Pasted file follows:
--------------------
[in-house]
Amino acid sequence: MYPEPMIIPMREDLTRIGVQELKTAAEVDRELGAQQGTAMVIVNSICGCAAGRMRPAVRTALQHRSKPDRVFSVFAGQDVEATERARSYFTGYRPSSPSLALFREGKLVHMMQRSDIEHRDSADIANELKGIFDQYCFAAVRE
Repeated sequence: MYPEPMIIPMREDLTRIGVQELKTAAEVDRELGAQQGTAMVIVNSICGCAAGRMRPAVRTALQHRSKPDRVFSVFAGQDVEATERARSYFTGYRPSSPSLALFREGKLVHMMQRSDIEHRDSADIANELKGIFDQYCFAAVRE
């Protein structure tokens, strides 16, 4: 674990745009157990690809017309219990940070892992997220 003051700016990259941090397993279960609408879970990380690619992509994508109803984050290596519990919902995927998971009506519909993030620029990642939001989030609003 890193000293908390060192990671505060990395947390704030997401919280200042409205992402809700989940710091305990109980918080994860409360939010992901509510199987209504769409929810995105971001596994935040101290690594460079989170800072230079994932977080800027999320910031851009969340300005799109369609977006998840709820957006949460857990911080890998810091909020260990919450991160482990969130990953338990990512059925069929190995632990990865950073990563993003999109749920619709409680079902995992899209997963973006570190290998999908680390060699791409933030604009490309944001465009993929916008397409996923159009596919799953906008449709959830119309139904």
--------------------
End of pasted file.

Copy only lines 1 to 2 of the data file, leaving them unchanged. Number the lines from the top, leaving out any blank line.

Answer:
[in-house]
Amino acid sequence: MYPEPMIIPMREDLTRIGVQELKTAAEVDRELGAQQGTAMVIVNSICGCAAGRMRPAVRTALQHRSKPDRVFSVFAGQDVEATERARSYFTGYRPSSPSLALFREGKLVHMMQRSDIEHRDSADIANELKGIFDQYCFAAVRE